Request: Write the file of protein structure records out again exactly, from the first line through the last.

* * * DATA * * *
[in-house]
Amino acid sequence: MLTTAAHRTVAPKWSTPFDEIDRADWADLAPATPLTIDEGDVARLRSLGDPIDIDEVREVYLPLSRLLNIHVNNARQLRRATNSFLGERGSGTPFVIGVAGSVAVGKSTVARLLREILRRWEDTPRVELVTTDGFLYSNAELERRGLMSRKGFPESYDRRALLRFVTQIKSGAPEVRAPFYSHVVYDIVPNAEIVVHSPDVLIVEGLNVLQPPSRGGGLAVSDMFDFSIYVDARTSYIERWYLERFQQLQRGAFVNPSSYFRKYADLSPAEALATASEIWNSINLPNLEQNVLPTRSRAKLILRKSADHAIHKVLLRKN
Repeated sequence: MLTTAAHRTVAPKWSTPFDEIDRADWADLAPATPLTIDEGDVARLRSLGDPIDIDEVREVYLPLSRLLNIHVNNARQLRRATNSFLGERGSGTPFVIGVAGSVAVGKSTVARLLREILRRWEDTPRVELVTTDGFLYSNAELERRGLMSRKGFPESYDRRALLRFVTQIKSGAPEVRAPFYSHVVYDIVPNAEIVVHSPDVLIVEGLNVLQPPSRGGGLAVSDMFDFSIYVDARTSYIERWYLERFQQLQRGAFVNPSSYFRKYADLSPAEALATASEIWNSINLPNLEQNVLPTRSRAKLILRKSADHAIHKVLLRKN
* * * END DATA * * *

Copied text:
[in-house]
Amino acid sequence: MLTTAAHRTVAPKWSTPFDEIDRADWADLAPATPLTIDEGDVARLRSLGDPIDIDEVREVYLPLSRLLNIHVNNARQLRRATNSFLGERGSGTPFVIGVAGSVAVGKSTVARLLREILRRWEDTPRVELVTTDGFLYSNAELERRGLMSRKGFPESYDRRALLRFVTQIKSGAPEVRAPFYSHVVYDIVPNAEIVVHSPDVLIVEGLNVLQPPSRGGGLAVSDMFDFSIYVDARTSYIERWYLERFQQLQRGAFVNPSSYFRKYADLSPAEALATASEIWNSINLPNLEQNVLPTRSRAKLILRKSADHAIHKVLLRKN
Repeated sequence: MLTTAAHRTVAPKWSTPFDEIDRADWADLAPATPLTIDEGDVARLRSLGDPIDIDEVREVYLPLSRLLNIHVNNARQLRRATNSFLGERGSGTPFVIGVAGSVAVGKSTVARLLREILRRWEDTPRVELVTTDGFLYSNAELERRGLMSRKGFPESYDRRALLRFVTQIKSGAPEVRAPFYSHVVYDIVPNAEIVVHSPDVLIVEGLNVLQPPSRGGGLAVSDMFDFSIYVDARTSYIERWYLERFQQLQRGAFVNPSSYFRKYADLSPAEALATASEIWNSINLPNLEQNVLPTRSRAKLILRKSADHAIHKVLLRKN